Dear Special Steel Customers,

Steel Market Evaluation Update – January 2023

Happy New Year in a volatile steel industry. What will the steel industry hold for us in 2023? Will it be a good year? How will the ‘pending recession’ affect our market? How can we interpret key indicators to determine what the future holds in our industry? Is it just ‘crystal ball’ stuff? Will prices continue to fall or stabilise, or rise again for that matter? Let us unpack the market indicators and give you our views. Any industry prefers a stable market where prices remain fairly constant. Falling prices can be detrimental to mills, stockholders and distributors; heavy price increases are harmful to end-users as demand diminishes in an already competitive Global market on Engineered components. We are of the opinion that we have reached the bottom of the current downward cycle, but er on the side of caution with steel prices being almost 2 times prices of 24 to 36 months ago. Everyone has been spooked by falling steelmaking raw material cost, higher energy prices, rising inflation, the Russian war in Ukraine. This negative sentiment has led to the steel purchasers hesitant of purchasing too much stock.

With this type of volatility, it becomes difficult to distinguish between reduced demand or a situation where the entire steel supply chain is destocking to mitigate risk. What is clear in the last 6-8 weeks is that raw material costs seem to be increasing slightly due to pressures on reduced mill capacities. This is a sign that there seems to be positive demand in our market place and steel stocks in the market are at the bare minimum. Let’s look at the key indicators for Steel:-

Inflation, Energy Costs, Currency and Quotas/ Safeguards

The cost of everything has risen, which affects the general overheads of every company in every industry, and household. Factory and warehousing costs are also increasing rapidly due to increased rental expectations/ mortgages. The transport costs which are an integral part of our industry have risen significantly. The employment pool also remains constrained, and all employers will be under pressure to deliver salary increase expectations to meet today’s cost of living. As a basket of costs these are substantial and will all have to be funded by higher steel prices throughout the supply chain. Energy costs is everyone’s favourite topic, second only to the Irish weather. These costs are difficult to track as everyone has their own costs across different Countries. What is clear is that generally the trend is in the same direction, and that is upwards. Any support packages for energy in place will be taken away for Spring and Summer, which will translate into higher costs for steel producers. The exchange rate of $ to £ finished last year just over 10% lower, this factor does not have a direct effect on European Imported material- has had a negative sentiment for buyers in our market place.The quarterly allowable quotas and safeguards have also negatively affected prices into our market. The EU allows a certain amount of quotas/allowances for tonnages allowed into Europe from some of the importing countries such as China and Turkey. Once these quotas have been exhausted, a duty is payable on receipt of the material, which adds over 25% to the steel cost. Managing this is difficult as it depends on the time of receipt into port.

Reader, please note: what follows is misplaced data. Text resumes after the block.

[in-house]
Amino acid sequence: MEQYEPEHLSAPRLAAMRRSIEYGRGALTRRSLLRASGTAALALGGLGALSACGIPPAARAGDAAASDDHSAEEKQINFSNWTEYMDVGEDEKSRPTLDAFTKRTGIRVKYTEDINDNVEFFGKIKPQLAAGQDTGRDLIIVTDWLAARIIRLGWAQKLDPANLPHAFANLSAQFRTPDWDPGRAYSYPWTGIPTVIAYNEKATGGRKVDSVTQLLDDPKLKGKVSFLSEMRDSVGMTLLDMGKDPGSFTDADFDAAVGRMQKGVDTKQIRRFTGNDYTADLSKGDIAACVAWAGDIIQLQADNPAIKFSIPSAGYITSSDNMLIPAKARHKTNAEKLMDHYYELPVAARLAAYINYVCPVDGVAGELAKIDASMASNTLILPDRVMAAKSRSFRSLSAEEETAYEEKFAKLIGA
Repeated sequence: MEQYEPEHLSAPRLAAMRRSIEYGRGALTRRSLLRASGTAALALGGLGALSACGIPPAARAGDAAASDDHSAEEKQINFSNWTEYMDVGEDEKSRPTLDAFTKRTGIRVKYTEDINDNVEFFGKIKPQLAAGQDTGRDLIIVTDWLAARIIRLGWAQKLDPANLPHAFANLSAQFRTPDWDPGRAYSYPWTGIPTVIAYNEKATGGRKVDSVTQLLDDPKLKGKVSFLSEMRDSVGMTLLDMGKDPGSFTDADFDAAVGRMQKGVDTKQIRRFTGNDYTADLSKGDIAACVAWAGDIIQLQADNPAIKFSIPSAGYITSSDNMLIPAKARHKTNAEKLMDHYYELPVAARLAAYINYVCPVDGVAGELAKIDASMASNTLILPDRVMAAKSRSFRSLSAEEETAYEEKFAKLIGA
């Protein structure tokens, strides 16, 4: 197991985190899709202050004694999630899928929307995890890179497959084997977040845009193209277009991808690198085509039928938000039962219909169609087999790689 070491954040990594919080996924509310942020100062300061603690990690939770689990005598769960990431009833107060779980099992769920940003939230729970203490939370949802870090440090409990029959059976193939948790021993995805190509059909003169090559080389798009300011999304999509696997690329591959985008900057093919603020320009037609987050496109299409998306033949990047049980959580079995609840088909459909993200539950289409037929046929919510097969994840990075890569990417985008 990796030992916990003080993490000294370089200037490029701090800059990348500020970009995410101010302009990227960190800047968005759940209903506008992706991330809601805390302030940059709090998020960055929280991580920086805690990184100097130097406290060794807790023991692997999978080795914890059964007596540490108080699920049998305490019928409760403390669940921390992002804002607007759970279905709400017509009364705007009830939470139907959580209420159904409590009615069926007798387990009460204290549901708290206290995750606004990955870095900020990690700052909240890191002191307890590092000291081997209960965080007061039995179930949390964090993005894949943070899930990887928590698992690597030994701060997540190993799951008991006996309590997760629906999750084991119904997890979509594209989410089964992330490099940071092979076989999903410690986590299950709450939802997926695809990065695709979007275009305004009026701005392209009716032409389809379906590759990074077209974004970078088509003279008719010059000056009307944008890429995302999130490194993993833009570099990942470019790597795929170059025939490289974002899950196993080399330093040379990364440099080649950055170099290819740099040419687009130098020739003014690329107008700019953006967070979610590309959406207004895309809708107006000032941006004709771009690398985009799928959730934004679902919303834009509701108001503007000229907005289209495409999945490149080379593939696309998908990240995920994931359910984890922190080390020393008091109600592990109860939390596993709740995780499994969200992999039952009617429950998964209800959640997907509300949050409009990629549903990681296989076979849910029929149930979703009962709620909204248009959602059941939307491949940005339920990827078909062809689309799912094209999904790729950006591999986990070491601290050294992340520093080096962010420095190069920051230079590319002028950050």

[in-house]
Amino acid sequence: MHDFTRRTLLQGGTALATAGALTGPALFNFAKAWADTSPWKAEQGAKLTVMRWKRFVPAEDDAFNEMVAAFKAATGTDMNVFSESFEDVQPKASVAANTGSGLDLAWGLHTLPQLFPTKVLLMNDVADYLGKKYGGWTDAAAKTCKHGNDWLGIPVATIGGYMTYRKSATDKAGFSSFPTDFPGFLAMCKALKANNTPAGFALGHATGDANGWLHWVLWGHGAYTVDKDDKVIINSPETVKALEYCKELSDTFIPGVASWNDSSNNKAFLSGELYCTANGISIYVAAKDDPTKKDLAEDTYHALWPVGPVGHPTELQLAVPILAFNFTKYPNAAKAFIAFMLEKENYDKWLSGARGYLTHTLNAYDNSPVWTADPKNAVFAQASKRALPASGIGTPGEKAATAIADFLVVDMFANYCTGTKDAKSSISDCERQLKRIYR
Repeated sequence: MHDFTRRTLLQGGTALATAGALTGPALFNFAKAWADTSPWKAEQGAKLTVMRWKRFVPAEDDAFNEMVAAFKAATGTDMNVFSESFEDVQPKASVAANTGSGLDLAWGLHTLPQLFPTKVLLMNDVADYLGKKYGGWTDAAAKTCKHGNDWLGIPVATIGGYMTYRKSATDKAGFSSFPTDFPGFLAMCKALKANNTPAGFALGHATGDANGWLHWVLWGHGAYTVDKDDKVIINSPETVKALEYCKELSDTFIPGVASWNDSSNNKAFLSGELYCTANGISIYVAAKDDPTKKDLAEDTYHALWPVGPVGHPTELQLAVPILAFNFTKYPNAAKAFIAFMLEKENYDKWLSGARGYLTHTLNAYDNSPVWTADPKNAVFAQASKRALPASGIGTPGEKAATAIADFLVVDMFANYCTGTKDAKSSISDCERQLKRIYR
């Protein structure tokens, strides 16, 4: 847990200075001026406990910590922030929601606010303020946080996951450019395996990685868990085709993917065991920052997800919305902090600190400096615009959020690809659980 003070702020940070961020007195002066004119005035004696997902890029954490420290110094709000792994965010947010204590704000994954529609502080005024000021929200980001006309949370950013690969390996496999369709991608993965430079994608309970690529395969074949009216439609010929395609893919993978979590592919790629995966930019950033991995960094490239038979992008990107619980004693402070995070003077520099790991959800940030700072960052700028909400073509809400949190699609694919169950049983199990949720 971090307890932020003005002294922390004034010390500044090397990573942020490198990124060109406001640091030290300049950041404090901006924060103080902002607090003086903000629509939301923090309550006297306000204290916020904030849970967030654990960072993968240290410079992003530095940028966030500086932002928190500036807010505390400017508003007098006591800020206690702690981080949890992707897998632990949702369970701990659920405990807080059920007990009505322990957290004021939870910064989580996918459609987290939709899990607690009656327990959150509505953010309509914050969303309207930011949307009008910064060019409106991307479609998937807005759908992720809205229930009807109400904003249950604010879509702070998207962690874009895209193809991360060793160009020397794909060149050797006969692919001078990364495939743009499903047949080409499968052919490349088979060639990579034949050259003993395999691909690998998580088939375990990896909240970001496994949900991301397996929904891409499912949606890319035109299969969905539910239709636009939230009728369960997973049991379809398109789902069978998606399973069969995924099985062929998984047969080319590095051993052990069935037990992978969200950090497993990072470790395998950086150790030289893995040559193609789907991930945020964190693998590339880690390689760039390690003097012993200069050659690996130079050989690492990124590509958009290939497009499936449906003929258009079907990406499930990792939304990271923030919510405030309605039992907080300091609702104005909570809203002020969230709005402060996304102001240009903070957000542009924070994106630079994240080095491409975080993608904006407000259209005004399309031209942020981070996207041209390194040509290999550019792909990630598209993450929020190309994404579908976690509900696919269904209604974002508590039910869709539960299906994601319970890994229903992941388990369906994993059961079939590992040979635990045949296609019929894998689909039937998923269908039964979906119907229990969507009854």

Steel Input prices- Iron Ore, Scrap, Coking Coal, Alloy Surcharges

The price of iron ore has increased by $37/ton affecting steel makers with raw material costs from 1 November 2022 to current. The flooding in Australia have resulted in shortages, as they are one of the biggest exporters of iron ore from the Kimberly region. European Scrap prices have increased by €104 per ton from November 2022 to January 2023. (Turkey are by far the largest buyer of scrap metals at +-25 million metric tons in 2021). One of the major contributors to this is the controls over export and movement of Russian material and scrap. By blocking Russian origin steel there is a pressure on supply of scrap worldwide resulting in higher prices. Coking coal has shown huge escalation from November 2022 to January 2023 by $48/ ton. This is based on the largest supply of coking coal source from Australia. When the war in Ukraine started we experienced huge prices escalations in Nickel prices, affecting high alloy steels and stainless steels heavily, and resulting in prices of stainless steel more than doubling in cost in a matter in 6 months in 2022. The nickel prices normalised in the last quarter of 2022, but signs of steady increases in both Molybdenum and Nickel have been noted in the last weeks.

At SSL Ltd, we tend to take a very pragmatic view on this. Our business is about supplying you, our valued customer, with a quality steel product, in time, at a competitive price, and then we get paid for it… simple as that! We can help smooth the price curve for you on your steel products, by stocking the material at an agreed price, and allowing you to draw stocks as and when you need it. We have increased our cutting capabilities, stock ranges and developed our people to give the best service. We are constantly looking for good, reliable and efficient mills to supply us more competitively so that we can make our customers more competitive too.

In conclusion, it would not make a huge amount of sense for prices to sky-rocket coming from a lower demand, but we cannot ignore the facts on the above contributors into the steel-making process. Our opinion is that prices will have to increase as most steelmakers are in a break-even financial situation, so prices will increase in the next few months by €60-€90 per ton.

Best regards,

Ray Kane
Managing Director